To better understand both forms of business agility, let’s consider an airline. Traditionally, most airlines operate with the same set of basic offerings, differentiating themselves through service, loyalty programs, and other small variations. Take in-flight meal service as an example.
Let’s say that on any given flight, an airline designates two flight attendants to run meal service, starting from the back of the plane and working their way to the front. Imagine that this airline receives consistently poor reviews regarding in-flight meal service, ranging from “the food is bad” and “flight attendants were rude” to “service and clean-up blocked the walkways for hours.”
To begin addressing these complaints, the airline will likely take the time to create a new plan for meal service that speeds up the process and alleviates pressure on flight attendants. Instead of two flight attendants running meal service, an airline might designate four flight attendants and start service from both the back and the front of the plane to meet in the middle. This is operational agility, in which our imaginary airline improves upon the current in-flight meal service process to produce better results for customers and efficiencies for employees.
But now let’s consider an airline that takes an entirely different approach to address these complaints. While the natural response might be to improve upon in-flight meal service procedures, what if an airline instead stops to ask: why not do away with in-flight meal service altogether? This is the case of Southwest Airlines, who found their competitive advantage not by improving upon the traditional set of basic airline offerings, but by entirely overhauling the traditional in-flight experience. Southwest won over a key segment of the market by getting rid of the features that other airlines continually made efforts to optimize and compete over.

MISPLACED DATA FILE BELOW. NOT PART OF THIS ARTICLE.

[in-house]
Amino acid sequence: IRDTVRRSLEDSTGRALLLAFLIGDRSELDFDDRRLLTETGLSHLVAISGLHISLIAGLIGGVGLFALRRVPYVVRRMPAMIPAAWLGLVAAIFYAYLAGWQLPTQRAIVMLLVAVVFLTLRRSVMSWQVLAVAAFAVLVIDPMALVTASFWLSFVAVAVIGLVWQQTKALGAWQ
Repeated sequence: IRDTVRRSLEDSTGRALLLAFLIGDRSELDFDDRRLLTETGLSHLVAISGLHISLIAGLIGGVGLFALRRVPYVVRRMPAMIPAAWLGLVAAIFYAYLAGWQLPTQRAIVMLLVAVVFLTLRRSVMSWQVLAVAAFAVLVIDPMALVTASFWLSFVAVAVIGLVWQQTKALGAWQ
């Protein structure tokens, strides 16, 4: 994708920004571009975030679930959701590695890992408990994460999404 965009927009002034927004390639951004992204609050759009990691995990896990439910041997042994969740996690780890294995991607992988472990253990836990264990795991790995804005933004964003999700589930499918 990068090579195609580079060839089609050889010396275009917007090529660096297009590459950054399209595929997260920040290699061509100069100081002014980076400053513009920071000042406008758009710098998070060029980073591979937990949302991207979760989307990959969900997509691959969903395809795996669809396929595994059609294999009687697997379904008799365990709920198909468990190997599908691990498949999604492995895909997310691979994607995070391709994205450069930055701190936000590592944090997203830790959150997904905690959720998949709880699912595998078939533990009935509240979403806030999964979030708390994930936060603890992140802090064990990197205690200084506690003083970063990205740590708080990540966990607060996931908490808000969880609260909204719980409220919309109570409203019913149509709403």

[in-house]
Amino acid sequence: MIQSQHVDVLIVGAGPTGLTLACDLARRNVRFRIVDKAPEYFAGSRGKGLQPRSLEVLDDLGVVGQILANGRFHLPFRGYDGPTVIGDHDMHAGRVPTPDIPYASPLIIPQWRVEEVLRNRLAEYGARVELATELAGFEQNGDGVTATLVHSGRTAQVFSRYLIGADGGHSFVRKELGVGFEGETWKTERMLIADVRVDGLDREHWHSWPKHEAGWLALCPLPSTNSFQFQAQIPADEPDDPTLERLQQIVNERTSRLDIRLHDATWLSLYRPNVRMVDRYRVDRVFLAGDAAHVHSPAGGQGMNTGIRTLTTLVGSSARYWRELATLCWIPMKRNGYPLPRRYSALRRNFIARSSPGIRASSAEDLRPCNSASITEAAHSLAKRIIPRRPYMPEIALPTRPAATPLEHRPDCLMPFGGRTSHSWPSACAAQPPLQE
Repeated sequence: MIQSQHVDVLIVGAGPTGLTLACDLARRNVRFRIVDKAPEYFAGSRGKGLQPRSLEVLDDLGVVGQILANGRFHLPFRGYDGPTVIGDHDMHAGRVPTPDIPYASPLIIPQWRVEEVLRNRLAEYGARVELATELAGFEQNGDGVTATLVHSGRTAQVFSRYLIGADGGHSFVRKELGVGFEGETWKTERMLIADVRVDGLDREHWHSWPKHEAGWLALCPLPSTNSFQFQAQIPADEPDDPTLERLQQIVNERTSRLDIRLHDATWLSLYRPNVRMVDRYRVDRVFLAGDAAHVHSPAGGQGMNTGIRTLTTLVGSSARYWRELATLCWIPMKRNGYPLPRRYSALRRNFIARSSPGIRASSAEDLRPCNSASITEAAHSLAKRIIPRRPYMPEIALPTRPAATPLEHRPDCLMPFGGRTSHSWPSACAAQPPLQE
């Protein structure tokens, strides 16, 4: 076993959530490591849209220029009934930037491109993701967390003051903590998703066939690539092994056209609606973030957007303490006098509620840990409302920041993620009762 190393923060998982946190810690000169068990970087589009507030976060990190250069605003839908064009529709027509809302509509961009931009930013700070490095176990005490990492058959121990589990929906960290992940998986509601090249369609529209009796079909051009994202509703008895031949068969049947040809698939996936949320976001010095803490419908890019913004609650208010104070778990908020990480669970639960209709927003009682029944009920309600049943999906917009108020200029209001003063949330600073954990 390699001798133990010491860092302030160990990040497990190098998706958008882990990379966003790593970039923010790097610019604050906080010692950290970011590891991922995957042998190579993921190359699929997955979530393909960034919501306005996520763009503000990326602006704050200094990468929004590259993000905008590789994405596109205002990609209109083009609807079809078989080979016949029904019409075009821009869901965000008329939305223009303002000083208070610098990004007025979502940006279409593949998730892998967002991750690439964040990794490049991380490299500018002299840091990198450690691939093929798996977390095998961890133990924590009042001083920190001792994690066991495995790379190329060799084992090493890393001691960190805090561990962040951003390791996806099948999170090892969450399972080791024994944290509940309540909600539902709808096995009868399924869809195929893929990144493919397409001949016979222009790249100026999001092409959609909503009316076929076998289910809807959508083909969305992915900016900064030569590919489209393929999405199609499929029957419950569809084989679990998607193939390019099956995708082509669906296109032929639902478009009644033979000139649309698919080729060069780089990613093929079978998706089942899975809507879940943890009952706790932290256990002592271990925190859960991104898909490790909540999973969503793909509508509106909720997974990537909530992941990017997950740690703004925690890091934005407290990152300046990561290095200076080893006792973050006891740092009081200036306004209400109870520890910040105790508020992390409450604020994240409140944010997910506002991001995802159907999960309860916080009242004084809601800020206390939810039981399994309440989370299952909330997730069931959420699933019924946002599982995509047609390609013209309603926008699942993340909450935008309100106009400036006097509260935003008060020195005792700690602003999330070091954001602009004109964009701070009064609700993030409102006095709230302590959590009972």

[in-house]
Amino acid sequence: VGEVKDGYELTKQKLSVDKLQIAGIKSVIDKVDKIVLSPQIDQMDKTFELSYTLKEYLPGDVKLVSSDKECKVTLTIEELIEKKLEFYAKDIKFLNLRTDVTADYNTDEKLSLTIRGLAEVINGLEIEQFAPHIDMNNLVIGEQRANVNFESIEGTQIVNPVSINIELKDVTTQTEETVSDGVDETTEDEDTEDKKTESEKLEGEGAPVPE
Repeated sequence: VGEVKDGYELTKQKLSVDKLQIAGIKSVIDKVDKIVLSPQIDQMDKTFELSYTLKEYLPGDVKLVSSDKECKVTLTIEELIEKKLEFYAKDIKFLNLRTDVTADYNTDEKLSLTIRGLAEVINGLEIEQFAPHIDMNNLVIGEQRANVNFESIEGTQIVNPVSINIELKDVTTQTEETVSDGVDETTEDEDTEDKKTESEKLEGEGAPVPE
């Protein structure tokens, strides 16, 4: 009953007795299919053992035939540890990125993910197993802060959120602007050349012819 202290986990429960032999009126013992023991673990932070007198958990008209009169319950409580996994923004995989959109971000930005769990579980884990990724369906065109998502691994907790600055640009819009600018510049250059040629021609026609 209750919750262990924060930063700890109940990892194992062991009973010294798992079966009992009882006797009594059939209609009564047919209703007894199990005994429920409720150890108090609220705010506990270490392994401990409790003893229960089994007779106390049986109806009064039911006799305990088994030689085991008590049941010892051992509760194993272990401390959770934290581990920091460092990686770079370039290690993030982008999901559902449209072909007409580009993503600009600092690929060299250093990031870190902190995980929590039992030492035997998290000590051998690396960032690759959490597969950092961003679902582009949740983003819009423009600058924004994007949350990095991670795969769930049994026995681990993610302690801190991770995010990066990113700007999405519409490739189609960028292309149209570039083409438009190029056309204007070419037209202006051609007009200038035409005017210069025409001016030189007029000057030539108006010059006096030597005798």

When Southwest eliminated in-flight meals, they cut costs and offered a much more attractive price point to their customers. The lack of meals also added efficiency to service and flight operations, freeing up time for their crew to focus on friendly and proactive customer interactions. By doing away with seat assignments, they reduced turnaround time at the gates and increased customer satisfaction. And by limiting their air fleet to only one type of aircraft (the Boeing 737), they got rid of the need for specialized crews and increased the level of scalability in their business. Although these decisions all involved a willingness to challenge the status quo, they paid off for Southwest — and fundamentally changed the industry by redefining what customers expect from an airline.
Contemporary businesses need to be agile — but they need to think deeply about how they cultivate this agility. There’s no small amount of truth to the adage “no risk, no reward.” Overhauling business models does come with risks. But when it comes to staying ahead of today’s rapidly changing business environment, remaining stagnant is a risk in itself.
This economy expects greater speed, visibility, and responsiveness than ever before. The organizations that are willing to disrupt their spaces — that have been built from the ground up to allow for highly-responsive strategic shifts (think Amazon and Uber) will always be positioned not only for richer rewards but greater staying-power as well.
To enable and support this critical agility, businesses must orchestrate their information systems with great care and concern. The secret to transformational success isn’t actually so secret — in today’s business world, a sound strategy is all about surfacing the right information to the right people, at the right time.
The most situationally aware organizations will almost assuredly also be the most agile. Plenty of businesses claim to “prepare for the unexpected,” but the reality tells a different story. Businesses tend to lay their plans according to firm expectations. Those that succeed in the long-run will have developed two institutional competencies — first, they’ll be very good at recognizing and forecasting market forces; second, they’ll be able to change course with incomparable speed when their expectations don’t meet with reality.